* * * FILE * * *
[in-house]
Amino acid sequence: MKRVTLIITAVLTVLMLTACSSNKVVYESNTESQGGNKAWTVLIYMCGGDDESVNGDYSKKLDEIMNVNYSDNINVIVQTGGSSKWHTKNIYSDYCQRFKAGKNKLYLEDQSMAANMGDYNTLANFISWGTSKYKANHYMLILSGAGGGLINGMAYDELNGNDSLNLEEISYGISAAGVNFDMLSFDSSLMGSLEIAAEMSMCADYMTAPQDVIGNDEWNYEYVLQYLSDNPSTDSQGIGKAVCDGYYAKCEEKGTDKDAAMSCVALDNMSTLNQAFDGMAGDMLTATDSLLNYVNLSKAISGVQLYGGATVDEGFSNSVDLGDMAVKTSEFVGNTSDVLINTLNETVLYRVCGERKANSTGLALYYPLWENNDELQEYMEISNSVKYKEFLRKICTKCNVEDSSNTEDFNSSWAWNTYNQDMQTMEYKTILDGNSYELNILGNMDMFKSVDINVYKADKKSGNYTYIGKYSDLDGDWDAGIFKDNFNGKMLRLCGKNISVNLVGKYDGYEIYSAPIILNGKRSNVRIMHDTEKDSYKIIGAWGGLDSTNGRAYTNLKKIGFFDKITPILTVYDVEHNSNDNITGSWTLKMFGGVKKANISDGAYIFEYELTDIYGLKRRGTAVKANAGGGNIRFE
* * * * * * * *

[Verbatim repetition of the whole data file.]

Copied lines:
[in-house]
Amino acid sequence: MKRVTLIITAVLTVLMLTACSSNKVVYESNTESQGGNKAWTVLIYMCGGDDESVNGDYSKKLDEIMNVNYSDNINVIVQTGGSSKWHTKNIYSDYCQRFKAGKNKLYLEDQSMAANMGDYNTLANFISWGTSKYKANHYMLILSGAGGGLINGMAYDELNGNDSLNLEEISYGISAAGVNFDMLSFDSSLMGSLEIAAEMSMCADYMTAPQDVIGNDEWNYEYVLQYLSDNPSTDSQGIGKAVCDGYYAKCEEKGTDKDAAMSCVALDNMSTLNQAFDGMAGDMLTATDSLLNYVNLSKAISGVQLYGGATVDEGFSNSVDLGDMAVKTSEFVGNTSDVLINTLNETVLYRVCGERKANSTGLALYYPLWENNDELQEYMEISNSVKYKEFLRKICTKCNVEDSSNTEDFNSSWAWNTYNQDMQTMEYKTILDGNSYELNILGNMDMFKSVDINVYKADKKSGNYTYIGKYSDLDGDWDAGIFKDNFNGKMLRLCGKNISVNLVGKYDGYEIYSAPIILNGKRSNVRIMHDTEKDSYKIIGAWGGLDSTNGRAYTNLKKIGFFDKITPILTVYDVEHNSNDNITGSWTLKMFGGVKKANISDGAYIFEYELTDIYGLKRRGTAVKANAGGGNIRFE